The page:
John Banville, the Man Booker Prize–winning author of The Sea and Ancient Light, now gives us a new novel—at once trenchant, witty, and shattering—about the intricacies of artistic creation, about theft, and about the ways in which we learn to possess one another, and to hold on to ourselves.
Equally self-aggrandizing and self-deprecating, our narrator, Oliver Otway Orme (“O O O. An absurdity. You could hang me over the door of a pawnshop”), is a painter of some renown and a petty thief who has never before been caught and steals only for pleasure. Both art and the art of thievery have been part of his “endless effort at possession,” but now he’s pushing fifty, feels like a hundred, and things have not been going so well. Having recognized the “man-killing crevasse” that exists between what he sees and any representation he might make of it, he has stopped painting. And his last act of thievery—the last time he felt its “secret shiver of bliss”—has been discovered. The fact that the purloined possession was the wife of the man who was, perhaps, his best friend has compelled him to run away—from his mistress, his home, his wife; from whatever remains of his impulse to paint; and from a tragedy that has long haunted him—and to sequester himself in the house where he was born. Trying to uncover in himself the answer to how and why things have turned out as they have, excavating memories of family, of places he has called home, and of the way he has apprehended the world around him (“one of my eyes is forever turning towards the world beyond”), Olly reveals the very essence of a man who, in some way, has always been waiting to be rescued from himself.
“Beautiful . . . Just as in Proust or Nabakov, past events are refracted through a glittering verbal artifice that partially redeems painful memories . . . [Banville’s] eloquence draws you into another world . . . a powerful drama . . . ingenious and moving . . . This engrossing and often beautiful novel is a true work of art that rewards careful reading.”
—Sameer Rahim, The Daily Telegraph
“Banville, the Nabakov of contemporary lit, can turn even a straightforward comeuppance tale into breathtaking literary art. It’s often the smallest moments in Banville’s elegant prose that stop readers dead in their tracks with flashes of visionary transformations. . . . At times, Banville’s prose seems drunk with the sheer joy of describing a vibrantly strange world in perfectly knit sentences. At others, it reads like melancholy poetry. . . . Readers will find Olly so unexpectedly worth of redemption, despite his many flaws.”
—Doug Childers, Richmond Times-Dispatch
“The Blue Guitar is arguably the funniest and most accessible of Banville’s many novels . . . beautiful, heartbreaking.”
—Jon Michaud, The Washington Post
“Eloquent . . . Oliver has some of the wry comic haplessness of a Beckett character . . . enveloping.”
—Sam Sacks, The Wall Street Journal
“Banville’s narrative is spattered with spoken and unspoken allusions: to Keats, Dylan Thomas, Botticelli, Coleridge, Washington Irvine, Bonnard, Courbet, Keats, again . . . strong in atmosphere . . . luminous.”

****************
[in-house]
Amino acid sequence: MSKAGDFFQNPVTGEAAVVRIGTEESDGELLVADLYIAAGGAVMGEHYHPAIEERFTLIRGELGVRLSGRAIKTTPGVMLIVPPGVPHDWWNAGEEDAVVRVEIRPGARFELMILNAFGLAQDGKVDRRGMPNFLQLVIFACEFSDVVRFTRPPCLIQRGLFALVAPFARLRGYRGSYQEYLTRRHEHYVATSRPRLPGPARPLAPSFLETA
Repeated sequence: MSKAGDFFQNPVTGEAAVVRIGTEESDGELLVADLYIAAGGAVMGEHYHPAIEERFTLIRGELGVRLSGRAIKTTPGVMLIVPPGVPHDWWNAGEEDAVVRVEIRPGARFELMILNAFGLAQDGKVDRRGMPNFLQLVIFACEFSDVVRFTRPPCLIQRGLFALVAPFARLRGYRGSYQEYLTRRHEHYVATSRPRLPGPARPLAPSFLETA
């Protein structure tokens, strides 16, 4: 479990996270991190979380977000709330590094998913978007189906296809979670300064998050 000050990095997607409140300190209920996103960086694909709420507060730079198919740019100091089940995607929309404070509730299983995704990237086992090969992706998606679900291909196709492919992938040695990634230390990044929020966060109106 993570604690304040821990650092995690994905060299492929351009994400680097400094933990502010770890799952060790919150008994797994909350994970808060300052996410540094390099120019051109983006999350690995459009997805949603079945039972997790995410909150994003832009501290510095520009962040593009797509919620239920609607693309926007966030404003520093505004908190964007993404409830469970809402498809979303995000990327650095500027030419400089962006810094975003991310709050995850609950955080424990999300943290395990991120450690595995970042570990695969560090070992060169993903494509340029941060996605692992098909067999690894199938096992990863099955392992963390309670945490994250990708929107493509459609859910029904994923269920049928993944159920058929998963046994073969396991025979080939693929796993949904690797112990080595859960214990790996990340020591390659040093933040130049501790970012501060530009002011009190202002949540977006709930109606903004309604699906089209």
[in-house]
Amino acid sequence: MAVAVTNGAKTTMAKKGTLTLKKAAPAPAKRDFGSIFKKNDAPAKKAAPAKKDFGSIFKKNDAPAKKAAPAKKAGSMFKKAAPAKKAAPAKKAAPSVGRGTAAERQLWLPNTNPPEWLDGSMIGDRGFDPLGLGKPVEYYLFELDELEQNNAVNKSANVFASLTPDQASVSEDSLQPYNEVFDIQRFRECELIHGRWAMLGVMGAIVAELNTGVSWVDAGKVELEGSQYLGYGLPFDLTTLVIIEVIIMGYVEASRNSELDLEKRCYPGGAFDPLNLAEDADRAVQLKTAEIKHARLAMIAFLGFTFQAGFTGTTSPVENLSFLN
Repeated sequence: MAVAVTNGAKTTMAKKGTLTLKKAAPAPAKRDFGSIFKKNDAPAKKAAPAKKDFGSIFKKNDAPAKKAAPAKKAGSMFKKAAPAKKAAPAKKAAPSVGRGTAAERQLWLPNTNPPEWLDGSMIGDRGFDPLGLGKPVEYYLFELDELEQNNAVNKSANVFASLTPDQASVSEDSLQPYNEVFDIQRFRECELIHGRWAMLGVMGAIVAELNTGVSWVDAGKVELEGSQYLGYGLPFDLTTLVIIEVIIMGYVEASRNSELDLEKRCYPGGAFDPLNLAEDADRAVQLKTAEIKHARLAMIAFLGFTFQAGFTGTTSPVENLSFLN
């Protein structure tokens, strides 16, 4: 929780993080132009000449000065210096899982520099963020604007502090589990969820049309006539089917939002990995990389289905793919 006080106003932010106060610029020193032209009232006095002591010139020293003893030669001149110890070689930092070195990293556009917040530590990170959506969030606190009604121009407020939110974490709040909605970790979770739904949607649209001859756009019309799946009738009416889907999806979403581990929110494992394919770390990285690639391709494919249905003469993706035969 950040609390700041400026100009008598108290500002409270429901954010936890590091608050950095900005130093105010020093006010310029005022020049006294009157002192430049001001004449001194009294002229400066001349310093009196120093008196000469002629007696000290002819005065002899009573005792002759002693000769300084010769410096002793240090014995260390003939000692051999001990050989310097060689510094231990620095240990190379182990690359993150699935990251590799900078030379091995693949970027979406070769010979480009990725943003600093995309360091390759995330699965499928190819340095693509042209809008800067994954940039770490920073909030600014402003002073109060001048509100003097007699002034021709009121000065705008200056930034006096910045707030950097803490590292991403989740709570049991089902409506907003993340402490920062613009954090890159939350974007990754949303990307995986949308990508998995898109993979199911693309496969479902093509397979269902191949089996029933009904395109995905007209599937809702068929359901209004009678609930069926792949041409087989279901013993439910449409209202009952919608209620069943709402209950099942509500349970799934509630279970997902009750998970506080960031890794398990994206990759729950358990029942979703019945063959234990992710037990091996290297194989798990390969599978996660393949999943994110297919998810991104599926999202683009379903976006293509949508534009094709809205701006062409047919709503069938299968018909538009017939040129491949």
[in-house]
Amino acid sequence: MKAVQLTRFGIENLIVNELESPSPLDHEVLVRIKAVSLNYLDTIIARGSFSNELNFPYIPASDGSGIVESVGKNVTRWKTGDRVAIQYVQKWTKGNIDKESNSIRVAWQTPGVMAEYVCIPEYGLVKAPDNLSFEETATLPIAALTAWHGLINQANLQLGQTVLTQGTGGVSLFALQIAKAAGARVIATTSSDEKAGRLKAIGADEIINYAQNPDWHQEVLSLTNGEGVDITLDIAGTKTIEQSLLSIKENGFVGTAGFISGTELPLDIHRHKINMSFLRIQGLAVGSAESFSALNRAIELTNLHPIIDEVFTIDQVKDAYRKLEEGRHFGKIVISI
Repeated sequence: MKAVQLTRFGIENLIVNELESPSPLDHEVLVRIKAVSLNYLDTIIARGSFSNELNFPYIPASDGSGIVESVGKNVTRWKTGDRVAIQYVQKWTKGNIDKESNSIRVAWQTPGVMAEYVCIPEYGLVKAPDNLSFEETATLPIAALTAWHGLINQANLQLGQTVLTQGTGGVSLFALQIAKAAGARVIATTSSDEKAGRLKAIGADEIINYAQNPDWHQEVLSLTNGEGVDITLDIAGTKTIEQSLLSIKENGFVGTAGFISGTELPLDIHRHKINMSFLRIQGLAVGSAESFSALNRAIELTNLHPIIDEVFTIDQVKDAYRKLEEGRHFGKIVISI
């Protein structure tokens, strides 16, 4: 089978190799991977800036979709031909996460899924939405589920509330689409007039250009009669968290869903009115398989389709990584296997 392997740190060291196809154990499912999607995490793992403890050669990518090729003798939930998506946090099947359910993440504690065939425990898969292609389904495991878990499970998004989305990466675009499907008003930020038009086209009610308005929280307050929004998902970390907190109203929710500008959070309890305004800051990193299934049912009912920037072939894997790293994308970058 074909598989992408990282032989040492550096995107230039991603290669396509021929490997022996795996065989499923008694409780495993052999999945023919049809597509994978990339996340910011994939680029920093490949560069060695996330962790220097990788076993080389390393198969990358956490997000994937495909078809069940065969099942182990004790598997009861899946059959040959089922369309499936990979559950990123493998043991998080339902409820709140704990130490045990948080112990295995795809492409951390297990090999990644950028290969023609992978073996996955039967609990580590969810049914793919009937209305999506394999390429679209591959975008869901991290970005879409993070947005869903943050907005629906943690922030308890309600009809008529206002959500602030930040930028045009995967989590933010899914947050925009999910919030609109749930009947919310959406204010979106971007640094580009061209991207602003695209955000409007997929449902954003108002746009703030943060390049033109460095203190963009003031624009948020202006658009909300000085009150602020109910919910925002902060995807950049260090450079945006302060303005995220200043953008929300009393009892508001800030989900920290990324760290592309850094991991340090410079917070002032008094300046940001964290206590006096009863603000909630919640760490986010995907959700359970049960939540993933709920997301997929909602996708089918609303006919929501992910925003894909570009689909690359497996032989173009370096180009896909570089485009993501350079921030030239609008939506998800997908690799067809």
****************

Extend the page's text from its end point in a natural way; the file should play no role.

—Patricia Craig, The Independent
“The cumulative effect of [The Blue Guitar] —the opening ludic exuberance, the subsequent steady softening, the sheer force of Banville’s reflections on grief and loss—is moving, entertaining, edifying and affirmative. The Blue Guitar is a remarkable achievement: the work of a writer who knows not only about pain and eloquence, but about the consolations of learning how to think, to look and to listen.”
—Matthew Adams, The National
“A self absorbed painter conducting a seedy affair is made compelling by this Irish master’s matchless prose . . . [Banville] holds you with his glittering eye—or pen—in a way that would not disgrace Coleridge’s Ancient Mariner. . . . With Banville, what enraptures—always—is the writing itself. He holds words up to the light as carefully as any watchmaker or poet, and . . . he is more than usually alive to what each word is doing, it’s precise reverberation. . . . He shows himself, once again, as one of contemporary literature’s finest and most expert witnesses.”
—Kate Kellaway, The Guardian
“Readers will hang on to every word . . . Banville is such a fine architect of sentences—infusing them with wit and yearning . . . Bon mots fill these pages, every one essential.”
—Publishers Weekly (starred review)
“Artful . . . Offering familiar Banville themes of memory and regret. Still, there is constant humor, of the sly variety for which the author is well-known, and something more . . . elements of Stella Gibbons and P.G. Wodehouse. Then there’s the sheer pleasure of the writing. Banville delights in descriptions of people and nature, and here he has the added excuse of writing through a painter’s gifted eye. . . . In the hands of this gifted Irish writer, even a potbellied, melancholic petty thief and Lothario offers countless delights.”
—Kirkus Reviews (starred review)
“Self-depreciating and funny . . . Banville, with this narrator who is messily making it up as he goes along, who is writing a dodgy first draft in front of our eyes, seems at once to be having fun and to be utterly serious. Serious about the demolition work at the heart of this novel, a taking-down of the business of writing a novel, all those strivings, strainings, fakings and foreshortenings—and all the ridiculousness of alliteration-for-effect, with a rake of unlikely character and place names which seem right out of a sinister sort of nursery rhyme—all the artifice that the reader pretends not to see as such, all of the impulses and indulgences (stop alliterating!) with wich the writer expects to get away.”
—Belinda McKeon, The Irish Times
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